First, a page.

R2: yeah absolutely.
I: Sorry, forgive me thinking about unis, which university are we talking about?
R2: QUT yeah.
I: but did you, so when you say what do you feel, so do you feel like things have changed, the culture has changed at QUT and now it’s way more supportive say to when it was when you guys started in first year? Is that what you mean?
R: I don’t think that QUT was ever unsupportive. It’s more about going to exhibitions outside of university.
I: I’m with you.
R: And not knowing people yeah.
R2: Not a member of the community yet. Not knowing who to talk to or things like that. I definitely had like a conversation with one of my tutors one time. We were like “How do I approach these spaces, what kind of a…how do I interact in the space”? And it was very helpful.
I: What did they say, do you remember? You don’t have to mention anyone’s names.
R2: laughter but they said like even they themselves felt that sometimes so yeah that was very reassuring to see such a like prolific artist being able to say “Oh yeah even I feel that” and it’s alright just to like pop in and leave. You don’t have to like linger and worry about speaking to the right people or anything. So yeah I think that was reassuring to hear that stuff. Yeah.
I: I mean I think the other thing, look I’m a middle aged artist and there’s a humble book called Art and Fear that I encourage artists to read, I can’t remember the author’s name, it’s called Art & Fear written …by authors David Bayles and Ted Orland, 2001 from memory. But in a sense it’s about all this stuff you mention now, it’s all the same stuff and it doesn’t matter whether you’re young or not…I mean for example when I was a young artist so I went through two things. First I was coming out as an artist and I was also coming out as being queer. So I didn’t know how to do either and I was sort of in tangles. Like, so being queer and this is in Brisbane when I was sixteen or something. And there were some gay clubs, queer clubs in the Valley actually, The Terminus was the fave one. But even then I remember going to another gay bar in Brunswick Street in the Hacienda Hotel, the hotel which is still there today, and I went along one night and everyone was older. And there was no one sort of my age and somehow I found it through Time Out which was a Brisbane street press publication at the time. And I went there and I just felt like I didn’t belong and I didn’t know what to say. And I guess because I was young and was aware that people were more experienced and, I felt the same in the art sense. So it was all the same sorts of things. I go to the IMA and the other thing is I think often when you’re not familiar with a social scenario, social setting it feels cliquey. It feels like the people sort of…and you can feel quite lonely because you don’t know how to well how to engage, how to start with a conversation, how to interact. Let alone what to talk about. And also when you’re young you sort of feel like you maybe, you don’t know stuff that you can’t talk about but of course you have your perspective which is just priceless. So there’s so much that you could talk about because of your experience with your zeitgeist you know that’s specific to your experience as young people. That’s fabulous you know. So that’s how I see it and that’s how I saw it back then but of course whether people are interested in what you have to say…laughter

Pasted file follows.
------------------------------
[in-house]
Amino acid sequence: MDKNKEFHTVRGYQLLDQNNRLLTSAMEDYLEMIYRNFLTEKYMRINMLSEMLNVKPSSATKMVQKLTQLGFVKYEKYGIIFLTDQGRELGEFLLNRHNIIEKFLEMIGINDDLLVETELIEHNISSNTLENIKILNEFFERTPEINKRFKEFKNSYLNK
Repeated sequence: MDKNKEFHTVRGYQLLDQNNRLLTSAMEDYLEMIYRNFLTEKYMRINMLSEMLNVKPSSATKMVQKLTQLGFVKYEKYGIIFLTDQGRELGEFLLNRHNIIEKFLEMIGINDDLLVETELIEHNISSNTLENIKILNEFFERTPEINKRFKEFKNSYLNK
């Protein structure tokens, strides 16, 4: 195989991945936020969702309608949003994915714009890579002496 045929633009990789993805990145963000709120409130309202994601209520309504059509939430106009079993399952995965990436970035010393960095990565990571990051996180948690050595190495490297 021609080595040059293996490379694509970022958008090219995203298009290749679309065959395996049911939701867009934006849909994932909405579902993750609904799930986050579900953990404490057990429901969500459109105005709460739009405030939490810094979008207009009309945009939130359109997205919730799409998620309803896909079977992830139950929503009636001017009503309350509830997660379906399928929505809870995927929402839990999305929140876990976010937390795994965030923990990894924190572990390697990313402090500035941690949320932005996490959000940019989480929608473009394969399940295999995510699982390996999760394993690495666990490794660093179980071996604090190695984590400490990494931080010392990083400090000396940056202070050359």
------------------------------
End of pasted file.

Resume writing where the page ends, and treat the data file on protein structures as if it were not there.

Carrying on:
R: Totally yeah. And the thing is like those moments where it does feel really intimidating or you go and you feel so lonely like it would I would just hate to have that be a moment that discourages someone from continuing to engage and like the art scene, like the queer scene. Like imagine if that had been like a stopping point where it was like “This isn’t for me”. That’s like such a terrible waste of something so good. And so yeah I really aim to make people feel comfortable.
I: Well I feel very comfortable. I’ve never met you before and I know who you are, and here we are now..
R: I’m glad so do we.
I: And I’m just mindful maybe, well thank you that’s probably great. It’s also quite windy today here in West End and this, I didn’t bring my wind sock possum for the audio recorder so hopefully we can understand this recording. And if not I might just write a couple of questions and email them but it should be fine. Thanks Ella, thanks Abigail. Congratulations on one year at Nextdoor ARI, thanks Boxcopy too! Good luck in 2021 HNY:)